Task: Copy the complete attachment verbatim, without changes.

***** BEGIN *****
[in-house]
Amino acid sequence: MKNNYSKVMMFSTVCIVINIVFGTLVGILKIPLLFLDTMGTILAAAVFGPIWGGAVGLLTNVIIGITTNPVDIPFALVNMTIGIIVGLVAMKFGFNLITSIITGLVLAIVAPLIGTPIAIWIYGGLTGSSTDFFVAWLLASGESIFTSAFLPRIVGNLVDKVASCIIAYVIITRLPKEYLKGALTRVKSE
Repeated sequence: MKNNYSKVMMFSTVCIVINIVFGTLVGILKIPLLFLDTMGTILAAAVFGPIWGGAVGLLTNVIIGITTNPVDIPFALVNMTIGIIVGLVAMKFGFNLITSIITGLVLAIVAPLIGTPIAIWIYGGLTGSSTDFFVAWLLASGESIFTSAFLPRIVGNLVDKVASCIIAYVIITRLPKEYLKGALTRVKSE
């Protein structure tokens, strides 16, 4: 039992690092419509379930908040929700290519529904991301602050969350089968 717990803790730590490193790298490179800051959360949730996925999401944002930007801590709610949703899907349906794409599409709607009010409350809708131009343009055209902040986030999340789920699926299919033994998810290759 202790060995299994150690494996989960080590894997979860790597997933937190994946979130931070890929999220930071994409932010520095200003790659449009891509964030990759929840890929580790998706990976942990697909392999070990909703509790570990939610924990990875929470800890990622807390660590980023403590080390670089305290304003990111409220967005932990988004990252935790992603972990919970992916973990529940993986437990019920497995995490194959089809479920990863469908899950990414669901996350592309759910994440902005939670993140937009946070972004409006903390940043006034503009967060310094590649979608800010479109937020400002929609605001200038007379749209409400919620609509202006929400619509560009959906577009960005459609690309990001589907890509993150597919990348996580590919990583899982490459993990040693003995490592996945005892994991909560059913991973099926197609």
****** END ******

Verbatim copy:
[in-house]
Amino acid sequence: MKNNYSKVMMFSTVCIVINIVFGTLVGILKIPLLFLDTMGTILAAAVFGPIWGGAVGLLTNVIIGITTNPVDIPFALVNMTIGIIVGLVAMKFGFNLITSIITGLVLAIVAPLIGTPIAIWIYGGLTGSSTDFFVAWLLASGESIFTSAFLPRIVGNLVDKVASCIIAYVIITRLPKEYLKGALTRVKSE
Repeated sequence: MKNNYSKVMMFSTVCIVINIVFGTLVGILKIPLLFLDTMGTILAAAVFGPIWGGAVGLLTNVIIGITTNPVDIPFALVNMTIGIIVGLVAMKFGFNLITSIITGLVLAIVAPLIGTPIAIWIYGGLTGSSTDFFVAWLLASGESIFTSAFLPRIVGNLVDKVASCIIAYVIITRLPKEYLKGALTRVKSE
């Protein structure tokens, strides 16, 4: 039992690092419509379930908040929700290519529904991301602050969350089968 717990803790730590490193790298490179800051959360949730996925999401944002930007801590709610949703899907349906794409599409709607009010409350809708131009343009055209902040986030999340789920699926299919033994998810290759 202790060995299994150690494996989960080590894997979860790597997933937190994946979130931070890929999220930071994409932010520095200003790659449009891509964030990759929840890929580790998706990976942990697909392999070990909703509790570990939610924990990875929470800890990622807390660590980023403590080390670089305290304003990111409220967005932990988004990252935790992603972990919970992916973990529940993986437990019920497995995490194959089809479920990863469908899950990414669901996350592309759910994440902005939670993140937009946070972004409006903390940043006034503009967060310094590649979608800010479109937020400002929609605001200038007379749209409400919620609509202006929400619509560009959906577009960005459609690309990001589907890509993150597919990348996580590919990583899982490459993990040693003995490592996945005892994991909560059913991973099926197609």